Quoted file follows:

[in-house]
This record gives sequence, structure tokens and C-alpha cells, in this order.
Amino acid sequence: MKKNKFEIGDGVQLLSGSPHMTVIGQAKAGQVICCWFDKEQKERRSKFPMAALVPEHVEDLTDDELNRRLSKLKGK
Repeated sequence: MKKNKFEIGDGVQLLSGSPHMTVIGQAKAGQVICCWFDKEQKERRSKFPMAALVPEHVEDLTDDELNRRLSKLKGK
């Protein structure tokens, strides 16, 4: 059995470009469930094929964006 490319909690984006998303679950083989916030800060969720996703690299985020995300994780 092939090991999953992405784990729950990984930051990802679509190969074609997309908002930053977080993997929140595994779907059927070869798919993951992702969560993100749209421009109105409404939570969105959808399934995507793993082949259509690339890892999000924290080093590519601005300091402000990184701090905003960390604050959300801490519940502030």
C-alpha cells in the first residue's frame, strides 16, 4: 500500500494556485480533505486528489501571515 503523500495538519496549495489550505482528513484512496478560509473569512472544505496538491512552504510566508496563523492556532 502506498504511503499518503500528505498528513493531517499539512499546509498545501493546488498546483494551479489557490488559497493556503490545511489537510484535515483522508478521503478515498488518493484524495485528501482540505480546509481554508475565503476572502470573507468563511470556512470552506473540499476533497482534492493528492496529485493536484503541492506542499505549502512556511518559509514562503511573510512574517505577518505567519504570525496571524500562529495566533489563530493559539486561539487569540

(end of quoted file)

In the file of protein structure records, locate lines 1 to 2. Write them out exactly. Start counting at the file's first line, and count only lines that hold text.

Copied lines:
[in-house]
This record gives sequence, structure tokens and C-alpha cells, in this order.